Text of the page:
In this paper we explain why it is important to use fire-stopping in a data centre, where it is needed and the different types available.
In this paper we will discuss Data Centre Health and Safety requirements for data centres. Good Health and Safety practices are required at all places of work and are written into the laws of every country. We will quote from the relevant British legislation but the UK requirements are virtually identical to those in any territory you are operating in because they are mostly based on common sense and good practice.
What have the Australian Tax office, NASA, a nuclear plant, and a Patriot missile battery all got in common? Data Centre failures caused by Zinc Whiskers. In this white paper we will explain what they are and what problems they can cause in a data centre and how to avoid them.
We, at Capitoline, have developed our own data centre management and operations methods largely based on our work with existing related standards, the Amsterdam Internet Exchange and other data centre audit customers.
We thought a good place to start establishing good practices would be to try and analyse why data centres go wrong and put in place practices which prevent these failures. Information on this has been published before but usually by manufacturers who have a specific interest in justifying a demand for their own products or sometimes by users such as Google who are not in a hurry to give much away about their own shortcomings. As a result information tends to be varied and with no common reporting terminology.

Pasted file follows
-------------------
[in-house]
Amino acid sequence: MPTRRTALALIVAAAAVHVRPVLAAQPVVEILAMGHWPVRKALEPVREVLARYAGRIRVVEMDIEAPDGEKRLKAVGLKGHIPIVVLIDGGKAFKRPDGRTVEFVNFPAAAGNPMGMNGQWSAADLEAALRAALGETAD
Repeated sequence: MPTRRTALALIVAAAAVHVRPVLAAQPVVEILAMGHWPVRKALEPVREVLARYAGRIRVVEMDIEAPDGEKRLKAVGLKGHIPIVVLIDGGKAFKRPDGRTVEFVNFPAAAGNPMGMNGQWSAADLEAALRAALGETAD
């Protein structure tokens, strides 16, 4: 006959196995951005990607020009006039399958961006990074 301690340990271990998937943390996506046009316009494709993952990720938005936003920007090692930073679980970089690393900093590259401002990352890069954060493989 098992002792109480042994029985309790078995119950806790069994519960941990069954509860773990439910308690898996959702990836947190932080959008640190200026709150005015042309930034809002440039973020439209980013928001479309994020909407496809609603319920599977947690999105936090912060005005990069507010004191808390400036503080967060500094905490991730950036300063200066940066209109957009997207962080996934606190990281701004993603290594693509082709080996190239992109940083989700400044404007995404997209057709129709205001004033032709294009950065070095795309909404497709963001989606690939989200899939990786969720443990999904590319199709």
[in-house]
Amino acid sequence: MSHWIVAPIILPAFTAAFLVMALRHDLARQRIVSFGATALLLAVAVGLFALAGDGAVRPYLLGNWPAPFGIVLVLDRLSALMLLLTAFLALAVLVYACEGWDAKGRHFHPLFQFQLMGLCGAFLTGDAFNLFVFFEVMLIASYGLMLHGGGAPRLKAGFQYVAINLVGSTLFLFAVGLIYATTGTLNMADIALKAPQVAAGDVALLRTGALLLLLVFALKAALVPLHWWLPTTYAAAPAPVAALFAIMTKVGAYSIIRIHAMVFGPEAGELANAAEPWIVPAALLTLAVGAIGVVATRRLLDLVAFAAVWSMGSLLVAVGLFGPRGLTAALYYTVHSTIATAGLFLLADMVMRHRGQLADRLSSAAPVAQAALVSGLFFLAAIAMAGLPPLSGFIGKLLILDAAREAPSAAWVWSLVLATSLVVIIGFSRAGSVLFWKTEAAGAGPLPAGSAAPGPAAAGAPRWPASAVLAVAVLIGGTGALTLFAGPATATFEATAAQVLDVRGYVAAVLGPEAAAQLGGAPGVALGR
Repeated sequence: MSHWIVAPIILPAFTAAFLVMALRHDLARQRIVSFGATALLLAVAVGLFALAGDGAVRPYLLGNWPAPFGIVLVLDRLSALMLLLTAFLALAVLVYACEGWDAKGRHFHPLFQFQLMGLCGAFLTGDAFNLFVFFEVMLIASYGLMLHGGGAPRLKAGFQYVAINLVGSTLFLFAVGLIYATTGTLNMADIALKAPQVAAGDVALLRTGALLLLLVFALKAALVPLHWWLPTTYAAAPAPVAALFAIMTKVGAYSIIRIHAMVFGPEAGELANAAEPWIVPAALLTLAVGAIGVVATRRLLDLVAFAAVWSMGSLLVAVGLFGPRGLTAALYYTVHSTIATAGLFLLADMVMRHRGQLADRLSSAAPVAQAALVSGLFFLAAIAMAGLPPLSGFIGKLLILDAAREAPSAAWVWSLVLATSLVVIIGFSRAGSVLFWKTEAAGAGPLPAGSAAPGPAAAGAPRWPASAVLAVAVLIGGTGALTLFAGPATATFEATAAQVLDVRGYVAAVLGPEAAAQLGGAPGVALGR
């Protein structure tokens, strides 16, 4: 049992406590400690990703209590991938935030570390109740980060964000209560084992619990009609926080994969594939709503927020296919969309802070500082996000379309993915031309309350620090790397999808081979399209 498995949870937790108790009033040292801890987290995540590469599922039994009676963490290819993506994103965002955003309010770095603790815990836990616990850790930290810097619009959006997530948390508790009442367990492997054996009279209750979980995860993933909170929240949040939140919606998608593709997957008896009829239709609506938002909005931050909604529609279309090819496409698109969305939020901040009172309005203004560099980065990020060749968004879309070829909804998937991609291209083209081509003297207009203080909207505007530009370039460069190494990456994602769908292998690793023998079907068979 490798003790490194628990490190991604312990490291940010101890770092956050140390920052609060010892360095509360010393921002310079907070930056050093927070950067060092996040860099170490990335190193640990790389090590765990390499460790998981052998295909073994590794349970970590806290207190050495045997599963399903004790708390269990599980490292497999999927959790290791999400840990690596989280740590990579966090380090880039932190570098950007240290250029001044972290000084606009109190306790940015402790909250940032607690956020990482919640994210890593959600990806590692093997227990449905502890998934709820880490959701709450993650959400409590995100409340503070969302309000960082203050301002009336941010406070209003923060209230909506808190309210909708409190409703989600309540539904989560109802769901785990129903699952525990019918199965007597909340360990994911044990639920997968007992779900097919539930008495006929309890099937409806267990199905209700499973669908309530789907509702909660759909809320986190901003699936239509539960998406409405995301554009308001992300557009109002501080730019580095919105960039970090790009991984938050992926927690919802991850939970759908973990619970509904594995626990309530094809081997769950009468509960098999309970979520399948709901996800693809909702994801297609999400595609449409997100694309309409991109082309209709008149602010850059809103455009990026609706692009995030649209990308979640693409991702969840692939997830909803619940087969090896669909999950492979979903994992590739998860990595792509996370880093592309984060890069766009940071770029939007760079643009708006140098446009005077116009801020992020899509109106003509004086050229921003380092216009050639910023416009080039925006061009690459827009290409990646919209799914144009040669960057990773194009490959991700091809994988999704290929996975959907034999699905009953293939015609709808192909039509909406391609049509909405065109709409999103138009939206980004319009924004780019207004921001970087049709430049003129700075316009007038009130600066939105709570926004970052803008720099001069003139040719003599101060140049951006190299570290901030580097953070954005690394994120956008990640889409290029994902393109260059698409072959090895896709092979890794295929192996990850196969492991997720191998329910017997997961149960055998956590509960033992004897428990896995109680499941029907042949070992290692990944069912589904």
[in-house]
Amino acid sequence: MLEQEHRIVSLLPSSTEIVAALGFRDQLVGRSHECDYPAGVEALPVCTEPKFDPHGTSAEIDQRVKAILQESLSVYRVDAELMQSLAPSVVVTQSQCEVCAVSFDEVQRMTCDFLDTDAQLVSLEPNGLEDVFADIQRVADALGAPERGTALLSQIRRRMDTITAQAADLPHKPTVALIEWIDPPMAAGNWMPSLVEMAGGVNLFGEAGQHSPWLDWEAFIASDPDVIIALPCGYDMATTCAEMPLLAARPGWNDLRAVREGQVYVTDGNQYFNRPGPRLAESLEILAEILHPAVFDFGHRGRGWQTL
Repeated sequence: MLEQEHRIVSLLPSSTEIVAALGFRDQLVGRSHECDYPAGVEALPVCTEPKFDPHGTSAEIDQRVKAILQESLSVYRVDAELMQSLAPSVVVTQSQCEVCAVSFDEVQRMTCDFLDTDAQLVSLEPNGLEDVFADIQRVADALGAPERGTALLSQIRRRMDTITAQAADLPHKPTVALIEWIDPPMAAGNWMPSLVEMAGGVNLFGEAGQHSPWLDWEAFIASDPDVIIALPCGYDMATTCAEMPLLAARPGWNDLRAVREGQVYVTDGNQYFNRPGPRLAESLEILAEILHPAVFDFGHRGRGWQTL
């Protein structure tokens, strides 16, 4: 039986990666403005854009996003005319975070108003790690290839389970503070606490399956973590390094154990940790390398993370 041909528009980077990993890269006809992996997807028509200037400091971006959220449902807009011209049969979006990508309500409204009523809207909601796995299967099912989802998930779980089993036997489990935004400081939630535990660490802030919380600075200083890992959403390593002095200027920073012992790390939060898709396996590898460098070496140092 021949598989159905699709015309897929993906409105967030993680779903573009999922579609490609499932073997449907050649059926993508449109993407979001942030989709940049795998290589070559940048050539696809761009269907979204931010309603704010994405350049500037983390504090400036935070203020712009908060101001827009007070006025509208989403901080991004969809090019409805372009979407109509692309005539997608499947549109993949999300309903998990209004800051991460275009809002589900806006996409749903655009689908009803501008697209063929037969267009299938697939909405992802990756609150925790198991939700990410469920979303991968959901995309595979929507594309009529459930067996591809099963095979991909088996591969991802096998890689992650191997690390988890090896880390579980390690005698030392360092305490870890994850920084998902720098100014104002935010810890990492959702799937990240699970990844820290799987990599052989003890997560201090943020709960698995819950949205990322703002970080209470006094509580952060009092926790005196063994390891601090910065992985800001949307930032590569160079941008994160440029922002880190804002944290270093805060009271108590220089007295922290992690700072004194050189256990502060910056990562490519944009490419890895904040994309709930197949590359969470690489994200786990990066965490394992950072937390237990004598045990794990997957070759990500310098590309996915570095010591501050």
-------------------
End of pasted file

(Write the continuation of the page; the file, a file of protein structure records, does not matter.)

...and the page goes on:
Over a sixty month period, 219 major failures were identified. This paper explains what caused them and how you can avoid the same happening to your facility.
Data Centre Temperature – Should it be hotter? There are many stories in the technical press and online about the virtues of running data centres hotter and hotter in order to save electricity and money overall. However this is a game of diminishing returns and at some point running the data centre hotter will be more trouble than its worth.
This paper explains why running your data centre hotter may not be the best thing to do.
In this paper we focus on using thermal imaging to identify overheating IT equipment and to understand what temperatures should be expected as normal in a well laid-out data centre and what might indicate potential problems.
How did the outcome of a meeting in Kigali, Rwanda in October 2016 affect the data centre fire suppression market?
In this paper we consider the current ways of putting out a data centre fire and some of the wider technical and environmental issues they raise.